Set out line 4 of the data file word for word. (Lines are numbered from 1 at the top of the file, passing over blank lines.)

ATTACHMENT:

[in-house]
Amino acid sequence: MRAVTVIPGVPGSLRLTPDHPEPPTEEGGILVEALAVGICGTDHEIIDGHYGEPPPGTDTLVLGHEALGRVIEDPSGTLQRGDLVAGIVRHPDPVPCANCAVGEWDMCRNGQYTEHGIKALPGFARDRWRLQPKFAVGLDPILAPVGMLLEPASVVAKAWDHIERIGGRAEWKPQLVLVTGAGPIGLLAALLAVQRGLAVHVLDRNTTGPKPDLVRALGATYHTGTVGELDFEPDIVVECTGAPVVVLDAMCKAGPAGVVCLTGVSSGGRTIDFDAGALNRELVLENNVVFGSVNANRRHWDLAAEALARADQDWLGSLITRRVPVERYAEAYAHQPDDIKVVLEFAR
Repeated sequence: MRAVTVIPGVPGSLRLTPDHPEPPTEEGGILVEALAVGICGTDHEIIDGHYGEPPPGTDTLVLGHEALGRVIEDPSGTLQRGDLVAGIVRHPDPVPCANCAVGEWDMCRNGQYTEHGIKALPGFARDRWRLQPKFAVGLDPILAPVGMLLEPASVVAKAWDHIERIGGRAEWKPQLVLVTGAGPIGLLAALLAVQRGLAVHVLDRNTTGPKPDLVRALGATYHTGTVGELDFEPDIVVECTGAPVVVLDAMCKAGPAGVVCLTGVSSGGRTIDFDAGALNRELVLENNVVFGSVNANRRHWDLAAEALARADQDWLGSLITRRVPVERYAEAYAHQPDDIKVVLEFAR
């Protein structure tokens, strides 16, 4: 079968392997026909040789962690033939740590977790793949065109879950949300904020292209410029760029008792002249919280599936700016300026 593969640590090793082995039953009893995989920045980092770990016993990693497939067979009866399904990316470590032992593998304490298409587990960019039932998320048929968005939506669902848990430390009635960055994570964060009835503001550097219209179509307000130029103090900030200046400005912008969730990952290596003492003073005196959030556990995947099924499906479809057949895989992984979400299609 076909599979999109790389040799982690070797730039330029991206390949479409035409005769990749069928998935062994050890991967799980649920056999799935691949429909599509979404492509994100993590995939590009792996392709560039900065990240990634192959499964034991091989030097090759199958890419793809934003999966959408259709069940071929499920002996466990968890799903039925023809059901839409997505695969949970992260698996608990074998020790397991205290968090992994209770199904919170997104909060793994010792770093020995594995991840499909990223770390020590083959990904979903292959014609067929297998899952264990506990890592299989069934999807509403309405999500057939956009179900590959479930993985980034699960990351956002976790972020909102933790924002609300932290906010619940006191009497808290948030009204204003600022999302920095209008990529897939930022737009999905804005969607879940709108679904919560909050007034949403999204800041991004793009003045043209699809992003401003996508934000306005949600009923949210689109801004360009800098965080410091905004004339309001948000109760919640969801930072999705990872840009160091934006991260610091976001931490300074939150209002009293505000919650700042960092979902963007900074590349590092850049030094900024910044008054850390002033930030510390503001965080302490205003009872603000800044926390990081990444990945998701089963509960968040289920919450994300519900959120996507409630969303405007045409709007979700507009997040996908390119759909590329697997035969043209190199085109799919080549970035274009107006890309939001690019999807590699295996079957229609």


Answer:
């Protein structure tokens, strides 16, 4: 079968392997026909040789962690033939740590977790793949065109879950949300904020292209410029760029008792002249919280599936700016300026 593969640590090793082995039953009893995989920045980092770990016993990693497939067979009866399904990316470590032992593998304490298409587990960019039932998320048929968005939506669902848990430390009635960055994570964060009835503001550097219209179509307000130029103090900030200046400005912008969730990952290596003492003073005196959030556990995947099924499906479809057949895989992984979400299609 076909599979999109790389040799982690070797730039330029991206390949479409035409005769990749069928998935062994050890991967799980649920056999799935691949429909599509979404492509994100993590995939590009792996392709560039900065990240990634192959499964034991091989030097090759199958890419793809934003999966959408259709069940071929499920002996466990968890799903039925023809059901839409997505695969949970992260698996608990074998020790397991205290968090992994209770199904919170997104909060793994010792770093020995594995991840499909990223770390020590083959990904979903292959014609067929297998899952264990506990890592299989069934999807509403309405999500057939956009179900590959479930993985980034699960990351956002976790972020909102933790924002609300932290906010619940006191009497808290948030009204204003600022999302920095209008990529897939930022737009999905804005969607879940709108679904919560909050007034949403999204800041991004793009003045043209699809992003401003996508934000306005949600009923949210689109801004360009800098965080410091905004004339309001948000109760919640969801930072999705990872840009160091934006991260610091976001931490300074939150209002009293505000919650700042960092979902963007900074590349590092850049030094900024910044008054850390002033930030510390503001965080302490205003009872603000800044926390990081990444990945998701089963509960968040289920919450994300519900959120996507409630969303405007045409709007979700507009997040996908390119759909590329697997035969043209190199085109799919080549970035274009107006890309939001690019999807590699295996079957229609």